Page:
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Mathematics LibreTexts

16.4: Advanced shared symmetric-key methods

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    Both the substitution and transposition methods discussed so far are shared symmetric-key methods, meaning that both sender and receiver would have to have agreed upon the same secret encryption key before any methods could be sent.

    All of the methods so far have been susceptible to frequency analysis since each letter is always mapped to the same encrypted character. More advanced methods get around this weakness. For example, the Enigma machines used in World War II had wheels that rotated. Each wheel was a substitution cipher, but the rotation would cause the substitution used to shift after each character.

    For a simplified example, in the initial setup, the wheel might provide the mapping

    • Original: \(\mathrm{ABCDEFGHIJKLMNOPQRSTUVWXYZ0123456789}\)
    • Maps to: \(\mathrm{2BQF5WRTD8IJ6HLCOSUVK3A0X9YZN1G4ME7P}\)

    After the first character is encrypted, the wheel rotates, shifting the mapping one space, resulting in a new shifted mapping:

    • Original: \(\mathrm{ABCDEFGHIJKLMNOPQRSTUVWXYZ0123456789}\)
    • Maps to: \(\mathrm{P2BQF5WRTD8IJ6HLCOSUVK3A0X9YZN1G4ME7}\)

    Using this approach, no letter gets encrypted as the same character over and over.

    Example 10

    Encrypt the message “See me”. Use a basic Caesar cipher with shift 3 as the initial substitution, but shift the substitution one place after each character.


    The initial mapping is

    • Original: \(\mathrm{ABCDEFGHIJKLMNOPQRSTUVWXYZ}\)
    • Maps to: \(\mathrm{DEFGHIJKLMNOPQRSTUVWXYZABC}\)

    This would map the first letter, S to V. We would then shift the mapping by one.

    • Original: \(\mathrm{ABCDEFGHIJKLMNOPQRSTUVWXYZ}\)
    • Now maps to: \(\mathrm{EFGHIJKLMNOPQRSTUVWXYZABCD}\)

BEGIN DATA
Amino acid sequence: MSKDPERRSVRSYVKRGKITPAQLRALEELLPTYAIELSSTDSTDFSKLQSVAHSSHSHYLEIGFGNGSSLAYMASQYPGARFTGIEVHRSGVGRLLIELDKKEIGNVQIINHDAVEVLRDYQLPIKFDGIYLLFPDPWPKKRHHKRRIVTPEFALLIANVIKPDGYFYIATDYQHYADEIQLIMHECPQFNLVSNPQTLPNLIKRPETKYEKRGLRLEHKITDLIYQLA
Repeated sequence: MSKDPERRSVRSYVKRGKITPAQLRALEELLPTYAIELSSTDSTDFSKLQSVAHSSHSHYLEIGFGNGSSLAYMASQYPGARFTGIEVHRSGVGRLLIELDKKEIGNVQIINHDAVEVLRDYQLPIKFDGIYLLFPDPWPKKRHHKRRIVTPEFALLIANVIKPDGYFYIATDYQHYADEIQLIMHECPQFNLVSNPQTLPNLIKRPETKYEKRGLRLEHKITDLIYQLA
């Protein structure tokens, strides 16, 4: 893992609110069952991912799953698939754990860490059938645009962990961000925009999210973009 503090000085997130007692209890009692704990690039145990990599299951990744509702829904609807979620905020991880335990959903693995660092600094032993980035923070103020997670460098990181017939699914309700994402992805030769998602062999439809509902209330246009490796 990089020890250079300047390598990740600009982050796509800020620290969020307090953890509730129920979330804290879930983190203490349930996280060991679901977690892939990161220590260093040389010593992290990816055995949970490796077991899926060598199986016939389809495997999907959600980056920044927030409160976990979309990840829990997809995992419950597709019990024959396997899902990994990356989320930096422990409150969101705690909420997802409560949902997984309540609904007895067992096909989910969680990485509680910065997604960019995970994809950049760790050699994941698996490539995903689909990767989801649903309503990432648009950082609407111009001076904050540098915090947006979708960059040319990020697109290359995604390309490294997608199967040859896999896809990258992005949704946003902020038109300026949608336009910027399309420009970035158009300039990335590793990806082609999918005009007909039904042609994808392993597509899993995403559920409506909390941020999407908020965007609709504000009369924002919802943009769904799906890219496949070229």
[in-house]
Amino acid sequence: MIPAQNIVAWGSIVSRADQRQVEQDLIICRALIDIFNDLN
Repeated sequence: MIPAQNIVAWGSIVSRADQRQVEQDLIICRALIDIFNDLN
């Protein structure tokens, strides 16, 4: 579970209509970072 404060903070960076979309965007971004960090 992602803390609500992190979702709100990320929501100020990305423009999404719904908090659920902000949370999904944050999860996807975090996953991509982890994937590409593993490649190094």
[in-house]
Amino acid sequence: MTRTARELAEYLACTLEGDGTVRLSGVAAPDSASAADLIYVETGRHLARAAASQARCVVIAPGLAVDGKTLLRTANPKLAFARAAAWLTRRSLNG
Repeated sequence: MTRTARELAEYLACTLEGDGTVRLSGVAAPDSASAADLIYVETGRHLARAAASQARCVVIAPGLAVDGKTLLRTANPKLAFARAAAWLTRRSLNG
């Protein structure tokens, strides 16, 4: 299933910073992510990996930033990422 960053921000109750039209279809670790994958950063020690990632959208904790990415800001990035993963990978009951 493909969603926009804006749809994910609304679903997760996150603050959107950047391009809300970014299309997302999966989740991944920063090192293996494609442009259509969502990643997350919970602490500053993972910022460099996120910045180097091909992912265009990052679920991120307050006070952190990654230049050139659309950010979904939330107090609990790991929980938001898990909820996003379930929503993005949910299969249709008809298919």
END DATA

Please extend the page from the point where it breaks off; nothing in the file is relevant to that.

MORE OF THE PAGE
Now the next letter, E, will map to I. Again we shift the cipher

    • Original: \(\mathrm{ABCDEFGHIJKLMNOPQRSTUVWXYZ}\)
    • Now maps to: \(\mathrm{FGHIJKLMNOPQRSTUVWXYZABCDE}\)

    The next letter, E, now maps to J. Continuing this process, the final message would be VIJSL.

    Notice that frequency analysis is much less useful now, since the character E has been mapped to three different characters due to the shifting of the substitution mapping.

    Try it Now 4

    Decrypt the message KIQRV if it was encrypted using a basic Caesar cipher with shift 3 as the initial substitution, but shifting the substitution one place after each character.


    The initial mapping was:

    • Original: \(\mathrm{ABCDEFGHIJKLMNOPQRSTUVWXYZ}\)
    • Now maps to: \(\mathrm{DEFGHIJKLMNOPQRSTUVWXYZABC}\)

    Using this, we can see the first character of the encrypted message, \(K\), can be decrypted to the letter H. We now shift the mapping by one character.

    • Original: \(\mathrm{ABCDEFGHIJKLMNOPQRSTUVWXYZ}\)
    • Now maps to: \(\mathrm{EFGHIJKLMNOPQRSTUVWXYZABCD}\)

    The second character in the message, I, can be decrypted to the letter E. Continuing this process of shifting and decrypting, KIQRV decrypts to HELLO.

    clipboard_e25155eb4681b20c1e0c84f731e45f5eb.pngThe actual Engima machines used in WWII were more complex. Each wheel consisted of a complex substitution cipher, and multiple wheels were used in a chain[1]. The specific wheels used, order of the wheels, and starting position of the wheels formed the encryption key. While captured Engima devices provided the Allied forces details on the encryption method, the keys still had to be broken to decrypt messages.

    These code breaking efforts led to the development of some of the first electronic computers by Alan Turing at Bletchley Park in the United Kingdom. This is generally considered the beginnings of modern computing[2].

    In the 1970s, the U.S. government had a competition and ultimately approved an algorithm deemed DES (Data Encryption Standard) to be used for encrypting government data. It became the standard encryption algorithm used. This method used a combination of multiple substitution and transposition steps, along with other steps in which the encryption key is mixed with the message. This method uses an encryption key with length 56 bits, meaning there are 256 possible keys.

    This number of keys make a brute force attack extremely difficult and costly, but not impossible. In 1998, a team was able to find the decryption key for a message in 2 days, using about $250,000 worth of hardware. However, the price and time will go down as computer power increases.

    From 1997 to 2001 the government held another competition, ultimately adopting a new method, deemed AES (Advanced Encryption Standard). This method uses encryption keys with 128, 192, or 256 bits, providing up to 2256 possible keys, making brute force attacks essentially impossible.


    [2] For a good overview, see

    16.4: Advanced shared symmetric-key methods is shared under a CC BY-SA 3.0 license and was authored, remixed, and/or curated by David Lippman via source content that was edited to conform to the style and standards of the LibreTexts platform; a detailed edit history is available upon request.